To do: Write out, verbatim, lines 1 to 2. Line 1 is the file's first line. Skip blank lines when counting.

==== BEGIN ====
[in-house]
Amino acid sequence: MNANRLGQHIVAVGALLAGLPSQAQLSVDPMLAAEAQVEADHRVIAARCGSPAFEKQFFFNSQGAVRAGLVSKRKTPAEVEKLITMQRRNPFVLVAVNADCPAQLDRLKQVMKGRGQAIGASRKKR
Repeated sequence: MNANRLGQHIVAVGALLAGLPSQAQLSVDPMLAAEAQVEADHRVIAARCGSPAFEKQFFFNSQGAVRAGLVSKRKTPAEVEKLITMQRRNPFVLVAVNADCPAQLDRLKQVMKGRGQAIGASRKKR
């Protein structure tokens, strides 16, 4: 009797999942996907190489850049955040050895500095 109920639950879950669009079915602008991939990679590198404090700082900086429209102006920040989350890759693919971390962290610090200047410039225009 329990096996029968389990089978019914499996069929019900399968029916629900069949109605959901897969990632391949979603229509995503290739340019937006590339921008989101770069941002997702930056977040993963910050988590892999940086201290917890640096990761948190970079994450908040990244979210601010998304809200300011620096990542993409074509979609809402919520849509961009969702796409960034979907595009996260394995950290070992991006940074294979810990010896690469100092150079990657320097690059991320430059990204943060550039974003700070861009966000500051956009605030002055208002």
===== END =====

[in-house]
Amino acid sequence: MNANRLGQHIVAVGALLAGLPSQAQLSVDPMLAAEAQVEADHRVIAARCGSPAFEKQFFFNSQGAVRAGLVSKRKTPAEVEKLITMQRRNPFVLVAVNADCPAQLDRLKQVMKGRGQAIGASRKKR